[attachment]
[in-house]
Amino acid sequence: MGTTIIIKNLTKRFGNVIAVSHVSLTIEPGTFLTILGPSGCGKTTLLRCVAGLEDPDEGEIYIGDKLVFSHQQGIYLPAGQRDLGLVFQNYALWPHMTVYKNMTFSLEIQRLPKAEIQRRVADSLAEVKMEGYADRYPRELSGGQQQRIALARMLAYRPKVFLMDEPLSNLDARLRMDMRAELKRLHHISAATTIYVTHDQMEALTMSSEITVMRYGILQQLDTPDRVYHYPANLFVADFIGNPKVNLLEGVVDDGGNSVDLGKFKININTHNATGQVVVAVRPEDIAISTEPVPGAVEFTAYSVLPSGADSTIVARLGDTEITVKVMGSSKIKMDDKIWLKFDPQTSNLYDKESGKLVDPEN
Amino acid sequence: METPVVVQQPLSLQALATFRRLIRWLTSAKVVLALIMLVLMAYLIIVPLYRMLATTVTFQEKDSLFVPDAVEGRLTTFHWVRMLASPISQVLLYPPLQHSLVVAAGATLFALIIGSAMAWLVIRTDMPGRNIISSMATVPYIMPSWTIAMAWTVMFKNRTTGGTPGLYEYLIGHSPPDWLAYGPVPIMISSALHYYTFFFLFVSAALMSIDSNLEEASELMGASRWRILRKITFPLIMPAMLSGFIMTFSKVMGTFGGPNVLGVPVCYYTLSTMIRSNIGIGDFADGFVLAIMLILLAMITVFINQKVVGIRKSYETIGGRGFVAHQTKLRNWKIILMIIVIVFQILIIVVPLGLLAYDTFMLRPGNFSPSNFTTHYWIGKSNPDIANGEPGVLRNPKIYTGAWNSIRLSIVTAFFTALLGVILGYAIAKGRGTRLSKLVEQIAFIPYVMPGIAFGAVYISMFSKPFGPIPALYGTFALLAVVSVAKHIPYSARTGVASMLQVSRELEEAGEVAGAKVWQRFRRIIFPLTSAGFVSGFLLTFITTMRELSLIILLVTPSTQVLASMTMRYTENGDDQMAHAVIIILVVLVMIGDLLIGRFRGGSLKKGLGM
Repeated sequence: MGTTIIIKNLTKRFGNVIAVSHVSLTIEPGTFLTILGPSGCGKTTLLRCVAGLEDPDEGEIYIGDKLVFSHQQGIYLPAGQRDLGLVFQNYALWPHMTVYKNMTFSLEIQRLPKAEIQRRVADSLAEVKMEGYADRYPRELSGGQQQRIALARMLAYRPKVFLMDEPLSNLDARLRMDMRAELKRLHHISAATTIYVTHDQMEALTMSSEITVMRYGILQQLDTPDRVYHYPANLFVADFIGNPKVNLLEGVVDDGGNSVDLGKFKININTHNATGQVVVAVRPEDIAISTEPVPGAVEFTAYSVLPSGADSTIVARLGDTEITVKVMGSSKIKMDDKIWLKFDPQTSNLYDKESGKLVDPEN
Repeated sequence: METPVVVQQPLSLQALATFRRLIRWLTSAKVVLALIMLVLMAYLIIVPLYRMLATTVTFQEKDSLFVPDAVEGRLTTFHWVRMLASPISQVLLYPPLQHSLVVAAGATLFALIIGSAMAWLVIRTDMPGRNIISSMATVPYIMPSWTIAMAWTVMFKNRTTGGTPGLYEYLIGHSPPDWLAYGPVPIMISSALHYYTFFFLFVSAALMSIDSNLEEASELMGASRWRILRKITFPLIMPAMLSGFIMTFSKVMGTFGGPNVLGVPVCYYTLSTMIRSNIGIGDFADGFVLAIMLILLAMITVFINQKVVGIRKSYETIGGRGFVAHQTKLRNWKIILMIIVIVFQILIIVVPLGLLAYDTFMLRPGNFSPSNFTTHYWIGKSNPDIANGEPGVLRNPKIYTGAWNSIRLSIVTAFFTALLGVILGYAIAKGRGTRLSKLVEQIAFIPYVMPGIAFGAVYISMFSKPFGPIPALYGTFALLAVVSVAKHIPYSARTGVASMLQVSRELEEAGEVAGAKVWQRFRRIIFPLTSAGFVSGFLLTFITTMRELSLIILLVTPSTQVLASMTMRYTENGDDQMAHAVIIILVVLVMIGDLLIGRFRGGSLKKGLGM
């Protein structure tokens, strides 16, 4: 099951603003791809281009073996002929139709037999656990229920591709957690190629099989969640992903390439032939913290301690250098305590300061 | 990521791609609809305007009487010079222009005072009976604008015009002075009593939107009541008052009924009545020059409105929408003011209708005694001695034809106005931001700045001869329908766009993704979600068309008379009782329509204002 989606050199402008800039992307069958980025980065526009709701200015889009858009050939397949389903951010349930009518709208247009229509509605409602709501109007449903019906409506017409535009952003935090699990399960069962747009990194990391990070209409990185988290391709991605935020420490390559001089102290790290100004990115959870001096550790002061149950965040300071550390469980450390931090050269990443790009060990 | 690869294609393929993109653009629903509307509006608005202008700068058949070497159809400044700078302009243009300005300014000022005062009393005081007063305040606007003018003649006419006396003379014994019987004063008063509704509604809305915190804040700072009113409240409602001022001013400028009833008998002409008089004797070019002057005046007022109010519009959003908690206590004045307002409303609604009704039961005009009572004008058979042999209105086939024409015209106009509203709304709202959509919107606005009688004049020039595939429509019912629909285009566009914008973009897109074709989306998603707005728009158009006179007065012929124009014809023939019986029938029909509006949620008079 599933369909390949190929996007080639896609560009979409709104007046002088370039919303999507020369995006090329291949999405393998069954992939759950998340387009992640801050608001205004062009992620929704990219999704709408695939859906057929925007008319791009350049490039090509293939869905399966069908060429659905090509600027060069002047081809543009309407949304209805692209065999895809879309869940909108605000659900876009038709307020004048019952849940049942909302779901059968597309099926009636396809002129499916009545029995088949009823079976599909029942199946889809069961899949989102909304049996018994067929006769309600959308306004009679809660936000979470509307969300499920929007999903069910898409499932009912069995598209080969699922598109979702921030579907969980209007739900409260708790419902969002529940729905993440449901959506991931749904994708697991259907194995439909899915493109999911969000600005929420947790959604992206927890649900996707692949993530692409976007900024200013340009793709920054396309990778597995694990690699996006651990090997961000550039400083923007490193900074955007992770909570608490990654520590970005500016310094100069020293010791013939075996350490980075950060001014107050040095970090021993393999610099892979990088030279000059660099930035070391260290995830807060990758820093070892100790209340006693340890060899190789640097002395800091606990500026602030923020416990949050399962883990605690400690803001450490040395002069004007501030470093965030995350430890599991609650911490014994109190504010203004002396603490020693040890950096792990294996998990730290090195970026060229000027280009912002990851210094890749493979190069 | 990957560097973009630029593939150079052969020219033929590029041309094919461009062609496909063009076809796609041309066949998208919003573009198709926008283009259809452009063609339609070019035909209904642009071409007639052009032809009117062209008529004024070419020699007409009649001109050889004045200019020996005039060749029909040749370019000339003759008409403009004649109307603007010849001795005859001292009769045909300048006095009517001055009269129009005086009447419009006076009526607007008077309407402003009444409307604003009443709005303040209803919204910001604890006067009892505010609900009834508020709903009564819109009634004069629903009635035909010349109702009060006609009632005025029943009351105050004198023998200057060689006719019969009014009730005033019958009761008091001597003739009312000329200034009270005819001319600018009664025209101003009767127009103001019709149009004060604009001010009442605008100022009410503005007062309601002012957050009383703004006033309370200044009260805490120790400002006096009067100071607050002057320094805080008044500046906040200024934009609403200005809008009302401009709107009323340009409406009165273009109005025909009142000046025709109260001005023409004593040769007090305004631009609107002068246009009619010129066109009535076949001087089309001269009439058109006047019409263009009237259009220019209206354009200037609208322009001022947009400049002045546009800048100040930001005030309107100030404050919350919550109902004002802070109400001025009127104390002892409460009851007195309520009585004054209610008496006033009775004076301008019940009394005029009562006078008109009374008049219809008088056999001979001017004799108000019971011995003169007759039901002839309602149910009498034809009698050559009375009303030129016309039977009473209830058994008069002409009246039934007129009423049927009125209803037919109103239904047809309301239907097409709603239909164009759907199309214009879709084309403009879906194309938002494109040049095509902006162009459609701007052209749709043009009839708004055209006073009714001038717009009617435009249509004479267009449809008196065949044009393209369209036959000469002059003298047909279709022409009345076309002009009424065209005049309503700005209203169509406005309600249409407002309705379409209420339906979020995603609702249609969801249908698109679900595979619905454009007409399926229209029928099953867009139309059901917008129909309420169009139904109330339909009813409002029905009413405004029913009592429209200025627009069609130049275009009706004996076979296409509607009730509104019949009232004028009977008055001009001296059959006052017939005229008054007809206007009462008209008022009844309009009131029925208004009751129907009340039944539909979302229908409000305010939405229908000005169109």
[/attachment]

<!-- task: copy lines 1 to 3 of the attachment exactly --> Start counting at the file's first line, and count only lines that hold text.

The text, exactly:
[in-house]
Amino acid sequence: MGTTIIIKNLTKRFGNVIAVSHVSLTIEPGTFLTILGPSGCGKTTLLRCVAGLEDPDEGEIYIGDKLVFSHQQGIYLPAGQRDLGLVFQNYALWPHMTVYKNMTFSLEIQRLPKAEIQRRVADSLAEVKMEGYADRYPRELSGGQQQRIALARMLAYRPKVFLMDEPLSNLDARLRMDMRAELKRLHHISAATTIYVTHDQMEALTMSSEITVMRYGILQQLDTPDRVYHYPANLFVADFIGNPKVNLLEGVVDDGGNSVDLGKFKININTHNATGQVVVAVRPEDIAISTEPVPGAVEFTAYSVLPSGADSTIVARLGDTEITVKVMGSSKIKMDDKIWLKFDPQTSNLYDKESGKLVDPEN
Amino acid sequence: METPVVVQQPLSLQALATFRRLIRWLTSAKVVLALIMLVLMAYLIIVPLYRMLATTVTFQEKDSLFVPDAVEGRLTTFHWVRMLASPISQVLLYPPLQHSLVVAAGATLFALIIGSAMAWLVIRTDMPGRNIISSMATVPYIMPSWTIAMAWTVMFKNRTTGGTPGLYEYLIGHSPPDWLAYGPVPIMISSALHYYTFFFLFVSAALMSIDSNLEEASELMGASRWRILRKITFPLIMPAMLSGFIMTFSKVMGTFGGPNVLGVPVCYYTLSTMIRSNIGIGDFADGFVLAIMLILLAMITVFINQKVVGIRKSYETIGGRGFVAHQTKLRNWKIILMIIVIVFQILIIVVPLGLLAYDTFMLRPGNFSPSNFTTHYWIGKSNPDIANGEPGVLRNPKIYTGAWNSIRLSIVTAFFTALLGVILGYAIAKGRGTRLSKLVEQIAFIPYVMPGIAFGAVYISMFSKPFGPIPALYGTFALLAVVSVAKHIPYSARTGVASMLQVSRELEEAGEVAGAKVWQRFRRIIFPLTSAGFVSGFLLTFITTMRELSLIILLVTPSTQVLASMTMRYTENGDDQMAHAVIIILVVLVMIGDLLIGRFRGGSLKKGLGM